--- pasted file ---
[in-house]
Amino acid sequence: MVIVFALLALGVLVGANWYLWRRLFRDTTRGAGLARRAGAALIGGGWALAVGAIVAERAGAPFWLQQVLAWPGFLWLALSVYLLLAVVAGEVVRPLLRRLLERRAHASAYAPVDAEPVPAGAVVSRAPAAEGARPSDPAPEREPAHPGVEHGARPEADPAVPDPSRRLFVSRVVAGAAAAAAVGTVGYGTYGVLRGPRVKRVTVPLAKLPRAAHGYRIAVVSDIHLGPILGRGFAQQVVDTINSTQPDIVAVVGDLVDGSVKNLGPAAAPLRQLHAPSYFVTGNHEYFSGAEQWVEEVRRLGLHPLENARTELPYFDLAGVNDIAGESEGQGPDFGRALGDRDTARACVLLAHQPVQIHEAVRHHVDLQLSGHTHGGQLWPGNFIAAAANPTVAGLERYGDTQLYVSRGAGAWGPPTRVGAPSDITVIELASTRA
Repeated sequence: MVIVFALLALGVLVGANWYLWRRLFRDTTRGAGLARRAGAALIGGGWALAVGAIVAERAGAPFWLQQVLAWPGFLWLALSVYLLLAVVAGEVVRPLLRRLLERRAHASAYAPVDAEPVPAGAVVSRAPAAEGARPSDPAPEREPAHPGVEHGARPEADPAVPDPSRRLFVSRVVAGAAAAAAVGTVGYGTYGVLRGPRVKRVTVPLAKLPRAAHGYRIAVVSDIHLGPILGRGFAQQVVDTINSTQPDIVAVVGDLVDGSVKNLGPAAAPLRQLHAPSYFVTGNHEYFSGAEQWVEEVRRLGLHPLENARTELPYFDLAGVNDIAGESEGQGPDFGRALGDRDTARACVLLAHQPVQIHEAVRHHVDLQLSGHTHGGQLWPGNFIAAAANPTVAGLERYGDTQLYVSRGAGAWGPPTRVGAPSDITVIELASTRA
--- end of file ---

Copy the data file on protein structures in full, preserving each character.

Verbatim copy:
[in-house]
Amino acid sequence: MVIVFALLALGVLVGANWYLWRRLFRDTTRGAGLARRAGAALIGGGWALAVGAIVAERAGAPFWLQQVLAWPGFLWLALSVYLLLAVVAGEVVRPLLRRLLERRAHASAYAPVDAEPVPAGAVVSRAPAAEGARPSDPAPEREPAHPGVEHGARPEADPAVPDPSRRLFVSRVVAGAAAAAAVGTVGYGTYGVLRGPRVKRVTVPLAKLPRAAHGYRIAVVSDIHLGPILGRGFAQQVVDTINSTQPDIVAVVGDLVDGSVKNLGPAAAPLRQLHAPSYFVTGNHEYFSGAEQWVEEVRRLGLHPLENARTELPYFDLAGVNDIAGESEGQGPDFGRALGDRDTARACVLLAHQPVQIHEAVRHHVDLQLSGHTHGGQLWPGNFIAAAANPTVAGLERYGDTQLYVSRGAGAWGPPTRVGAPSDITVIELASTRA
Repeated sequence: MVIVFALLALGVLVGANWYLWRRLFRDTTRGAGLARRAGAALIGGGWALAVGAIVAERAGAPFWLQQVLAWPGFLWLALSVYLLLAVVAGEVVRPLLRRLLERRAHASAYAPVDAEPVPAGAVVSRAPAAEGARPSDPAPEREPAHPGVEHGARPEADPAVPDPSRRLFVSRVVAGAAAAAAVGTVGYGTYGVLRGPRVKRVTVPLAKLPRAAHGYRIAVVSDIHLGPILGRGFAQQVVDTINSTQPDIVAVVGDLVDGSVKNLGPAAAPLRQLHAPSYFVTGNHEYFSGAEQWVEEVRRLGLHPLENARTELPYFDLAGVNDIAGESEGQGPDFGRALGDRDTARACVLLAHQPVQIHEAVRHHVDLQLSGHTHGGQLWPGNFIAAAANPTVAGLERYGDTQLYVSRGAGAWGPPTRVGAPSDITVIELASTRA